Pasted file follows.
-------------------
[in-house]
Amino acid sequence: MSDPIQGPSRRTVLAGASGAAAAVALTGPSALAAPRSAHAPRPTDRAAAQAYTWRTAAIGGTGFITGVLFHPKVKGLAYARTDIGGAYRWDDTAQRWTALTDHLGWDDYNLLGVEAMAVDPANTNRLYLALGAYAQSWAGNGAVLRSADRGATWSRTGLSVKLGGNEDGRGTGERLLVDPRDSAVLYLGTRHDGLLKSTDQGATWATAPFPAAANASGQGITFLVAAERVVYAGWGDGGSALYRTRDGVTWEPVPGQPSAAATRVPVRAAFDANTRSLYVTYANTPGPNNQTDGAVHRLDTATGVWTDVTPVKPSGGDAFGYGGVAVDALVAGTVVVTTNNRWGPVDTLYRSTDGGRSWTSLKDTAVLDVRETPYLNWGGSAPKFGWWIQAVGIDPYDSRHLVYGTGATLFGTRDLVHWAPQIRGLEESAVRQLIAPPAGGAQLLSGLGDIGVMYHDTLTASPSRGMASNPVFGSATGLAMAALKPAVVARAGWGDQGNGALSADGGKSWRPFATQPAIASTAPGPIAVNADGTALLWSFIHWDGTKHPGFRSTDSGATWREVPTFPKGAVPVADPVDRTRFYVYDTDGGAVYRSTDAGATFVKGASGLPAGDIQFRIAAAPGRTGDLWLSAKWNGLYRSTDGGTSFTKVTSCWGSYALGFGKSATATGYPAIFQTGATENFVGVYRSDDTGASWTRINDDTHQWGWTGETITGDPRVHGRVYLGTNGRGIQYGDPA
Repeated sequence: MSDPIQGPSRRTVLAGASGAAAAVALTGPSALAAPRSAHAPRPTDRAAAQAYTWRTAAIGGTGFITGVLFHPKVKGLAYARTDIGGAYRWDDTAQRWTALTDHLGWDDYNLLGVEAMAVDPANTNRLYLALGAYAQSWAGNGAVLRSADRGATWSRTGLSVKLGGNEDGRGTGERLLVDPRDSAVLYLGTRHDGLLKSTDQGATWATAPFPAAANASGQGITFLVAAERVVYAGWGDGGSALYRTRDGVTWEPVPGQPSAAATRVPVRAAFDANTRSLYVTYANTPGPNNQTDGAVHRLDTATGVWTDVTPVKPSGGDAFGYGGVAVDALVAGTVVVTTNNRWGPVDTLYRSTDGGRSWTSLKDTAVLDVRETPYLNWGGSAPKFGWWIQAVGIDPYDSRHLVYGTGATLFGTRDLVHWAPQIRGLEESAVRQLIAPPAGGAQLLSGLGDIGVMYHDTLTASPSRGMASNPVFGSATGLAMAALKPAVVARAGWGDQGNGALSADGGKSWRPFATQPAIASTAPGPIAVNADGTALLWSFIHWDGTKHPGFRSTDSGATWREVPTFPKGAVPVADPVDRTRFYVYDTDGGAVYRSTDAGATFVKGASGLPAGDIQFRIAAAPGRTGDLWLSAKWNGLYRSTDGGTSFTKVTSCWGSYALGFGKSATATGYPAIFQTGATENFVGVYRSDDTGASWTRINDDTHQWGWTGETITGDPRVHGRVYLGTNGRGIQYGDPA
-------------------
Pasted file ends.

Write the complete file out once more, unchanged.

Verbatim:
[in-house]
Amino acid sequence: MSDPIQGPSRRTVLAGASGAAAAVALTGPSALAAPRSAHAPRPTDRAAAQAYTWRTAAIGGTGFITGVLFHPKVKGLAYARTDIGGAYRWDDTAQRWTALTDHLGWDDYNLLGVEAMAVDPANTNRLYLALGAYAQSWAGNGAVLRSADRGATWSRTGLSVKLGGNEDGRGTGERLLVDPRDSAVLYLGTRHDGLLKSTDQGATWATAPFPAAANASGQGITFLVAAERVVYAGWGDGGSALYRTRDGVTWEPVPGQPSAAATRVPVRAAFDANTRSLYVTYANTPGPNNQTDGAVHRLDTATGVWTDVTPVKPSGGDAFGYGGVAVDALVAGTVVVTTNNRWGPVDTLYRSTDGGRSWTSLKDTAVLDVRETPYLNWGGSAPKFGWWIQAVGIDPYDSRHLVYGTGATLFGTRDLVHWAPQIRGLEESAVRQLIAPPAGGAQLLSGLGDIGVMYHDTLTASPSRGMASNPVFGSATGLAMAALKPAVVARAGWGDQGNGALSADGGKSWRPFATQPAIASTAPGPIAVNADGTALLWSFIHWDGTKHPGFRSTDSGATWREVPTFPKGAVPVADPVDRTRFYVYDTDGGAVYRSTDAGATFVKGASGLPAGDIQFRIAAAPGRTGDLWLSAKWNGLYRSTDGGTSFTKVTSCWGSYALGFGKSATATGYPAIFQTGATENFVGVYRSDDTGASWTRINDDTHQWGWTGETITGDPRVHGRVYLGTNGRGIQYGDPA
Repeated sequence: MSDPIQGPSRRTVLAGASGAAAAVALTGPSALAAPRSAHAPRPTDRAAAQAYTWRTAAIGGTGFITGVLFHPKVKGLAYARTDIGGAYRWDDTAQRWTALTDHLGWDDYNLLGVEAMAVDPANTNRLYLALGAYAQSWAGNGAVLRSADRGATWSRTGLSVKLGGNEDGRGTGERLLVDPRDSAVLYLGTRHDGLLKSTDQGATWATAPFPAAANASGQGITFLVAAERVVYAGWGDGGSALYRTRDGVTWEPVPGQPSAAATRVPVRAAFDANTRSLYVTYANTPGPNNQTDGAVHRLDTATGVWTDVTPVKPSGGDAFGYGGVAVDALVAGTVVVTTNNRWGPVDTLYRSTDGGRSWTSLKDTAVLDVRETPYLNWGGSAPKFGWWIQAVGIDPYDSRHLVYGTGATLFGTRDLVHWAPQIRGLEESAVRQLIAPPAGGAQLLSGLGDIGVMYHDTLTASPSRGMASNPVFGSATGLAMAALKPAVVARAGWGDQGNGALSADGGKSWRPFATQPAIASTAPGPIAVNADGTALLWSFIHWDGTKHPGFRSTDSGATWREVPTFPKGAVPVADPVDRTRFYVYDTDGGAVYRSTDAGATFVKGASGLPAGDIQFRIAAAPGRTGDLWLSAKWNGLYRSTDGGTSFTKVTSCWGSYALGFGKSATATGYPAIFQTGATENFVGVYRSDDTGASWTRINDDTHQWGWTGETITGDPRVHGRVYLGTNGRGIQYGDPA